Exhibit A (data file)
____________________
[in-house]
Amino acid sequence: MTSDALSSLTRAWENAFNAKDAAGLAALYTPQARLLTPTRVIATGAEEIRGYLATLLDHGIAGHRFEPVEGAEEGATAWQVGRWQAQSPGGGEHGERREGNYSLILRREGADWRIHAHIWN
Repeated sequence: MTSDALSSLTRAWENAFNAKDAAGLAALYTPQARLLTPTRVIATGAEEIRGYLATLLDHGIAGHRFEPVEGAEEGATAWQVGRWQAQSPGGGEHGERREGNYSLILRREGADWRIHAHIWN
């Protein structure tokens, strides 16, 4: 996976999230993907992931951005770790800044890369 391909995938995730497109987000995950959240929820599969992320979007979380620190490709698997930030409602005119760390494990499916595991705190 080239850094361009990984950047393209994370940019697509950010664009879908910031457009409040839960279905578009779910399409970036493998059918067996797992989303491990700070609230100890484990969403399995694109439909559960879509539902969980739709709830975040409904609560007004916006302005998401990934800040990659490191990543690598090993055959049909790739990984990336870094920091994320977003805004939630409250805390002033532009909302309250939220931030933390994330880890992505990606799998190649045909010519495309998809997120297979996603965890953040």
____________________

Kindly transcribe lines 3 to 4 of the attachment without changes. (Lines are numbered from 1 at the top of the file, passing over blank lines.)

Repeated sequence: MTSDALSSLTRAWENAFNAKDAAGLAALYTPQARLLTPTRVIATGAEEIRGYLATLLDHGIAGHRFEPVEGAEEGATAWQVGRWQAQSPGGGEHGERREGNYSLILRREGADWRIHAHIWN
């Protein structure tokens, strides 16, 4: 996976999230993907992931951005770790800044890369 391909995938995730497109987000995950959240929820599969992320979007979380620190490709698997930030409602005119760390494990499916595991705190 080239850094361009990984950047393209994370940019697509950010664009879908910031457009409040839960279905578009779910399409970036493998059918067996797992989303491990700070609230100890484990969403399995694109439909559960879509539902969980739709709830975040409904609560007004916006302005998401990934800040990659490191990543690598090993055959049909790739990984990336870094920091994320977003805004939630409250805390002033532009909302309250939220931030933390994330880890992505990606799998190649045909010519495309998809997120297979996603965890953040």